Ever since the house-swapping of rusticus mus and urbanus mus people have been living in the city and dreaming of a quiet life on the land. A couple of rolling acres for organic veggies, a chook or 5 and maybe a hive of bees to trade honey for freshly baked bread, when you cycle into town early in the morning. Probably down a lane with overgrown hedges and lowing cows. These images and ones like them linger in our imaginations, especially when the shoving shoulders, bright lights and acres of concrete start to bear down on us.
It was into this rustic peace that we found ourselves in last weekend, and not just any piece of country in Sweden. We were in Dalarna, called by Swedes (in particular those from Dalarna) the heart of Sweden. The name translates simply as The Valleys, or Dales, and also gives its name to the Dalahäst, the little painted wooden horse that is as synonymous with Sweden as IKEA. Locals will only consider someone as truly coming from Dalarna if they have at least 3 generations behind them who have lived there, in the same way that citizens of Rome look down on families who have been living in their city for only 100 years. And in the small towns that dot the valleys you can be sure that your genealogical qualifications, of lack thereof, will not be secret for long.
But I’m getting ahead of myself. Our journey to Dalarna began with the loading of luggage into a friend’s van, the usual pre-boarding faffle and then we were off. Two Australians and three Swedes, ready for whatever adventure the world might throw at us.
The first adventure thrown at us arrived with a bang on the highway, as the left rear wheel suspension snapped. After a period of masculine grunting and considering, our luggage was moved to the right side of the boot and we continued, with slightly less vim.
The drive took about 7 hours, including stops for coffee and dinner, and the continual chatter from the backseat. There is a lot to see on the drive from Gothenburg to Dalarna. Mostly it is trees, but there are a lot of them. And horses. As the night drew on even those sights were lost in the darkness, only broken by the lights of farm houses and towns in the distance.
The place that we would be staying at was a BnB/bakery owned by a friend of a friend, which we barely looked at as we stretched our legs, grabbed our luggage and tramped into our accommodation. After tea and picking beds we all fell asleep.
The reason for the trip, other than to visit Dalarna, was an annual party hosted by the friend of a friend who owns the BnB/bakery with her partner, bringing old and new friends from Dalarna together for food, company and music.
So it was that after we woke up at a respectiably weekend time, had a three hour brunch of freshly baked bread, cheese and eggs, played with the dog, went out for supplies, visited a bakery (more on that in the next post) and had gotten dressed up, the party preparations were well underway. Which is to say that somewhere there were people doing something, but the bustle mostly passed us by, as we greeted guests and poked around trying not to get under foot. Once the party began our jobs became very clear, and we happily joined in with eating the piles of locally sourced food and sipping the home brewed beer and cider that my partner had brought. He ended up doing something of a tasting, offering tastes to all those sitting around us, and answering questions as though his brews came from a brewery rather than our spare room.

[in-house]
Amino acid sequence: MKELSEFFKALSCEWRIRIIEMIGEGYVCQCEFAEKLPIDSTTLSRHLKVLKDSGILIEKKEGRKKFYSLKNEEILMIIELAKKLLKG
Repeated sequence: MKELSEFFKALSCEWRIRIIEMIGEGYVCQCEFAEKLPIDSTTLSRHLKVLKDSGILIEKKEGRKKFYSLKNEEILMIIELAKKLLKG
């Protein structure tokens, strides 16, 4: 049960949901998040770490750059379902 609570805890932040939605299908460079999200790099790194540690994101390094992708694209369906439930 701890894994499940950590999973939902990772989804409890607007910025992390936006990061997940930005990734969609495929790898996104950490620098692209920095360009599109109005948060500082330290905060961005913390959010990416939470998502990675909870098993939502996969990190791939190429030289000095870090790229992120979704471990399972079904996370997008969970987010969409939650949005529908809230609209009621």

There were people from all over the area and further afield at the party, connected by families and friends, some of whom lived a few valleys away and only saw each other once a year or who bought bread from each other weekly. We spent a while chatting to a psychologist couple from Stockholm, and another younger couple who turned out to be living on the land in an old farm house just down the road in the charmingly named Pingbo. All of whom were patient with our not quite yet fluent Swedish.
After helping ourselves to a mountainous fruit salad, we heard music starting on the floor below and went down the stairs to find the head baker ripping away on a violin while one of our roadtrip friends heaved away on his accordion. They brought people to their feet with a brisk waltz, then settled in for folk songs, improvising and skipping from song to song as we clapped our hands. Sometimes people sang along to songs from childhood or quickly found lyrics on phones, and calling out suggestions.
As our glasses emptied we began to yawn and so left the party swinging away until late into the night, or early in the morning, long after we’d crawled under the covers and fallen asleep.